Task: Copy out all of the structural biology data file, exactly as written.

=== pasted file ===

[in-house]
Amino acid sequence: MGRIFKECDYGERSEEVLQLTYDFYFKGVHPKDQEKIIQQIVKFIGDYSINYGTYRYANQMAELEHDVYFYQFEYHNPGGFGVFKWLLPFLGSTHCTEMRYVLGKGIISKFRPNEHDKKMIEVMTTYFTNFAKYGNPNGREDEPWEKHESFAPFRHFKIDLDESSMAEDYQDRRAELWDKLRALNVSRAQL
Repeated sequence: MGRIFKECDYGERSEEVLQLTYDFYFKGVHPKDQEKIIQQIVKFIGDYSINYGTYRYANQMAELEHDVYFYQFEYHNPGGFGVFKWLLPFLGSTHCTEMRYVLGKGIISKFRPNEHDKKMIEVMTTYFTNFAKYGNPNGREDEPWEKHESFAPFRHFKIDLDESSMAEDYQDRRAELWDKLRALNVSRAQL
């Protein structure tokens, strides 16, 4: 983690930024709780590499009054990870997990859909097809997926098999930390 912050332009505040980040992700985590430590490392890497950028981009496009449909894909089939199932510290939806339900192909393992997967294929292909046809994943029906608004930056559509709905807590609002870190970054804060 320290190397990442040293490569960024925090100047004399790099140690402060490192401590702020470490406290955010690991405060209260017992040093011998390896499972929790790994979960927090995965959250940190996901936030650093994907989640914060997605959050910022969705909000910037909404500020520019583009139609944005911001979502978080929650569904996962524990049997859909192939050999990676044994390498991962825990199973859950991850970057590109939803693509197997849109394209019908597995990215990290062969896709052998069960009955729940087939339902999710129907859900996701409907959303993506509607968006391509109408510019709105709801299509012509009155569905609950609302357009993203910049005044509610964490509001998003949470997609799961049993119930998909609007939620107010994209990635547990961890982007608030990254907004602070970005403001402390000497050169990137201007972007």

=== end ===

[in-house]
Amino acid sequence: MGRIFKECDYGERSEEVLQLTYDFYFKGVHPKDQEKIIQQIVKFIGDYSINYGTYRYANQMAELEHDVYFYQFEYHNPGGFGVFKWLLPFLGSTHCTEMRYVLGKGIISKFRPNEHDKKMIEVMTTYFTNFAKYGNPNGREDEPWEKHESFAPFRHFKIDLDESSMAEDYQDRRAELWDKLRALNVSRAQL
Repeated sequence: MGRIFKECDYGERSEEVLQLTYDFYFKGVHPKDQEKIIQQIVKFIGDYSINYGTYRYANQMAELEHDVYFYQFEYHNPGGFGVFKWLLPFLGSTHCTEMRYVLGKGIISKFRPNEHDKKMIEVMTTYFTNFAKYGNPNGREDEPWEKHESFAPFRHFKIDLDESSMAEDYQDRRAELWDKLRALNVSRAQL
């Protein structure tokens, strides 16, 4: 983690930024709780590499009054990870997990859909097809997926098999930390 912050332009505040980040992700985590430590490392890497950028981009496009449909894909089939199932510290939806339900192909393992997967294929292909046809994943029906608004930056559509709905807590609002870190970054804060 320290190397990442040293490569960024925090100047004399790099140690402060490192401590702020470490406290955010690991405060209260017992040093011998390896499972929790790994979960927090995965959250940190996901936030650093994907989640914060997605959050910022969705909000910037909404500020520019583009139609944005911001979502978080929650569904996962524990049997859909192939050999990676044994390498991962825990199973859950991850970057590109939803693509197997849109394209019908597995990215990290062969896709052998069960009955729940087939339902999710129907859900996701409907959303993506509607968006391509109408510019709105709801299509012509009155569905609950609302357009993203910049005044509610964490509001998003949470997609799961049993119930998909609007939620107010994209990635547990961890982007608030990254907004602070970005403001402390000497050169990137201007972007």